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What should your institution learn from the 2016 FIBA conference?

6 key insights on where to focus your AML efforts today


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The annual Florida International Bankers Association (FIBA) conference always offers key insights into the latest trends in anti-money laundering (AML) practices, compliance and regulatory focus. Following are six key insights from the 2016 FIBA conference to help guide your anti-money laundering efforts this year.

1. Lessons learned from enforcement actions.  In 2015 and 2016, the Office of the Comptroller of the Currency (OCC) took 50 formal actions. That’s in addition to memorandums of understanding and other informal actions, which are not publically available. Common issues resulting in enforcement actions fall into three key categories:

  • Internal control weaknesses
  • Transaction monitoring and SAR reporting issues
  • Other general governance concerns

Our white paper offers eight areas your institution can focus on to help avoid regulatory compliance issues.

2. New developments on the AML landscape. Regulators continue to emphasize the need for effective BSA/AML program governance and the central role that a comprehensive, effective risk assessment process has to play. From the key role risk assessments must play in your AML effort to effective escalation processes and documentation to evolving technologies, such as global networks, learn what’s new in AML.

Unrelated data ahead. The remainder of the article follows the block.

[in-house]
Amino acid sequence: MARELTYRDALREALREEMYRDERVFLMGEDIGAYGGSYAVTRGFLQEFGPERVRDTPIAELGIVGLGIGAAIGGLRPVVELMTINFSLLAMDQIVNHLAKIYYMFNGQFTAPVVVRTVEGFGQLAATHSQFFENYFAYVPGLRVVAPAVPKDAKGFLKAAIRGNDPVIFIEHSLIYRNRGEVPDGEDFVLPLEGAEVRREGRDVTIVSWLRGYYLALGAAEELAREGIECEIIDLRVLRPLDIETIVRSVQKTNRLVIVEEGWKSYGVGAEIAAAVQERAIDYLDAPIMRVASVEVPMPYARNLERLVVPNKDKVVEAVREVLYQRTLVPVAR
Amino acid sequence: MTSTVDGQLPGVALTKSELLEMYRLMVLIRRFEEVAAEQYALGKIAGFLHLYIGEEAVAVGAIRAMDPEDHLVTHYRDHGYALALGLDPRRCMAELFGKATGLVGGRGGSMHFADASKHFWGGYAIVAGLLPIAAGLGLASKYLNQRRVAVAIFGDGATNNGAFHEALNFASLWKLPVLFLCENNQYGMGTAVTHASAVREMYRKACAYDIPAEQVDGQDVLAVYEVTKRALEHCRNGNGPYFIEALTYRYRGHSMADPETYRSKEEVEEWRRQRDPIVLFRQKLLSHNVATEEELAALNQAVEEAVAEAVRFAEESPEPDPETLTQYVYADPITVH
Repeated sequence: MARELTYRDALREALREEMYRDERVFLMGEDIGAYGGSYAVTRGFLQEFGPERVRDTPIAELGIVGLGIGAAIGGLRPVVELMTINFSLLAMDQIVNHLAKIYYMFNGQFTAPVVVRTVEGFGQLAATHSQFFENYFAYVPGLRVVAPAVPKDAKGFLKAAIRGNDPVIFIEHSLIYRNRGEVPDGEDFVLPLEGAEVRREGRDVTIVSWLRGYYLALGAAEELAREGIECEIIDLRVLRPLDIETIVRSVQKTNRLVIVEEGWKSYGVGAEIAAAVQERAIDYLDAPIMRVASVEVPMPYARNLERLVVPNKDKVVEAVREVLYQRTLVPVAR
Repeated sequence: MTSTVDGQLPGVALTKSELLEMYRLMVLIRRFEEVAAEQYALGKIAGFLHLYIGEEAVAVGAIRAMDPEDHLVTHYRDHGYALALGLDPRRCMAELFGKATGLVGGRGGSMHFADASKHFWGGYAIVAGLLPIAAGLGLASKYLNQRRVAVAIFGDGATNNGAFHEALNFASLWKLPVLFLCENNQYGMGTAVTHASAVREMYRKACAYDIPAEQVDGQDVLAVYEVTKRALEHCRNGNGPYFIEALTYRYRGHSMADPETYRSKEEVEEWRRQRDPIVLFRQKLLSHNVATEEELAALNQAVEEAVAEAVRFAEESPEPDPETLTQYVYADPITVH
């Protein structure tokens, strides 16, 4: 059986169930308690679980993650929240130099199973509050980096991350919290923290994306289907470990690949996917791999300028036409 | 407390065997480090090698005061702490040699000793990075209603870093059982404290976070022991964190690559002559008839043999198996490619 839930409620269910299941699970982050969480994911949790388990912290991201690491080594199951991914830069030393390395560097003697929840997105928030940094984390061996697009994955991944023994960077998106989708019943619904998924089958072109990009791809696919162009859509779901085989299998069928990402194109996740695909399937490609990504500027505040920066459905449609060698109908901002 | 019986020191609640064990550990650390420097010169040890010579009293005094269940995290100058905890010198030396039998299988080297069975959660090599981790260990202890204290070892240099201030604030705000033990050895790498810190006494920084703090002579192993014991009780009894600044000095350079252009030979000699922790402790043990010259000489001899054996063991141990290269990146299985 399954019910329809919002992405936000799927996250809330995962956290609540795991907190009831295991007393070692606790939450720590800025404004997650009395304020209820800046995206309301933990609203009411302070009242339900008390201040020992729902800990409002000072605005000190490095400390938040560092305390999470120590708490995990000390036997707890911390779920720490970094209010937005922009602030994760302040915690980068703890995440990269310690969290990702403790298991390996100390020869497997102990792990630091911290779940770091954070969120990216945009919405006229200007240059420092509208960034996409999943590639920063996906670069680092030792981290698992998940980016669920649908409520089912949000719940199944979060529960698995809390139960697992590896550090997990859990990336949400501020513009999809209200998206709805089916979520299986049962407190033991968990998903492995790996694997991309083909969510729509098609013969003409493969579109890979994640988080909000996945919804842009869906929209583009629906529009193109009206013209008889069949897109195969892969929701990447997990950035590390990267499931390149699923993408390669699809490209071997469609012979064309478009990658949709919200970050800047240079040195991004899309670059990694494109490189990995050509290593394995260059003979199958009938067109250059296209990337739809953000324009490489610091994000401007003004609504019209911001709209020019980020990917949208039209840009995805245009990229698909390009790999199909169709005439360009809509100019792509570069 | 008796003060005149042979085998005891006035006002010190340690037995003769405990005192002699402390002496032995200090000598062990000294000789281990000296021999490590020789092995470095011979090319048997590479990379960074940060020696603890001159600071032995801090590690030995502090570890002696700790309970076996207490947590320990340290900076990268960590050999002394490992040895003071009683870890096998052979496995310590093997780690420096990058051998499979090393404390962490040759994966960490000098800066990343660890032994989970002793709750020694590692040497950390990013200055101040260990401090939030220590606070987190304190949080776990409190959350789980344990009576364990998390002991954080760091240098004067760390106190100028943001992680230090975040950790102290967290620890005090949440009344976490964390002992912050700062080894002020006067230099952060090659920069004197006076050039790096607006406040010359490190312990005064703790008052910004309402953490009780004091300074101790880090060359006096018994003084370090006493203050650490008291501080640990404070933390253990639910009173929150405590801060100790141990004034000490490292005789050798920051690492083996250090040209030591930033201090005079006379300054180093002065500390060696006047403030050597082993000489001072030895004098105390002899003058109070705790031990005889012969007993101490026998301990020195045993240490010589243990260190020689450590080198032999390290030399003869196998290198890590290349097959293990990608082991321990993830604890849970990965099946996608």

3. AML compliance for broker-dealers. Regulators continue to tighten BSA/AML compliance focus on broker-dealers. Key emerging issues include broker-dealers providing bank-like products without adapting their AML programs to comply with regulatory requirements (e.g., failing to file currency transaction reports and not adapting their monitoring systems to trigger alerts). Regulators are also focusing on cash balance accounts with little or no brokerage activity.

4. SAR trends and issues. Breakdowns of suspicious activity reports (SARs) by the top ten reporting states and by type of institution give an overview of where issues are most prevalent. Some of the most common types of fraud reported in 2015:

  • Tax refund or other tax fraud
  • Check kiting and credit card kiting
  • New account fraud
  • Deposit fraud
  • Pre-paid card fraud
  • Income and employment discrepancies
  • Identity fraud
  • Fraud rings

5. How to file a better SAR.  Learn some of the most common failings in SAR filings and how to avoid them. 

6. Sanctions compliance. Evolving geopolitical realities are complicating compliance with Office of Foreign Asset Control (OFAC) sanctions for many financial institutions. Banks must be sure to back up both specific transaction decisions and their risk analysis involving any customers potentially subject to OFAC sanctions with solid documentation. The three main areas of risk for sanctions compliance are:

  • Trade finance
  • Correspondent banking
  • Transaction monitoring

RSM’s white paper offers additional detail on these six issues, along with links to related thought leadership on key topics.


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